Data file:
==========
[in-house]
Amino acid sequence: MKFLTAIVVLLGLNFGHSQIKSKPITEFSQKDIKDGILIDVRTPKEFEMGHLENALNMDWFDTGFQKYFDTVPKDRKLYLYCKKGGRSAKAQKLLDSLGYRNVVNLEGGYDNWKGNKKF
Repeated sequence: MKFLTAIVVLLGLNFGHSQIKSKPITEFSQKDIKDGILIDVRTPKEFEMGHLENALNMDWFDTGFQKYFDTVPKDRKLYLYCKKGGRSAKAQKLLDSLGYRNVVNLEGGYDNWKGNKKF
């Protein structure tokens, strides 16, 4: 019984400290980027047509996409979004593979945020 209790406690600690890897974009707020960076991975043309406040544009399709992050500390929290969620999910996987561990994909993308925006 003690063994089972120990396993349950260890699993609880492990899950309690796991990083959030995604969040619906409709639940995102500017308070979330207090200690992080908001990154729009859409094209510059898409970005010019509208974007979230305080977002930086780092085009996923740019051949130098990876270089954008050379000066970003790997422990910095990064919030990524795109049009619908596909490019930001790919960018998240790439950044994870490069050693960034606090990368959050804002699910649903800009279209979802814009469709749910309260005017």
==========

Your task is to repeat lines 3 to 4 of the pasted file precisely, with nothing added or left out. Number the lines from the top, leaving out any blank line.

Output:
Repeated sequence: MKFLTAIVVLLGLNFGHSQIKSKPITEFSQKDIKDGILIDVRTPKEFEMGHLENALNMDWFDTGFQKYFDTVPKDRKLYLYCKKGGRSAKAQKLLDSLGYRNVVNLEGGYDNWKGNKKF
């Protein structure tokens, strides 16, 4: 019984400290980027047509996409979004593979945020 209790406690600690890897974009707020960076991975043309406040544009399709992050500390929290969620999910996987561990994909993308925006 003690063994089972120990396993349950260890699993609880492990899950309690796991990083959030995604969040619906409709639940995102500017308070979330207090200690992080908001990154729009859409094209510059898409970005010019509208974007979230305080977002930086780092085009996923740019051949130098990876270089954008050379000066970003790997422990910095990064919030990524795109049009619908596909490019930001790919960018998240790439950044994870490069050693960034606090990368959050804002699910649903800009279209979802814009469709749910309260005017």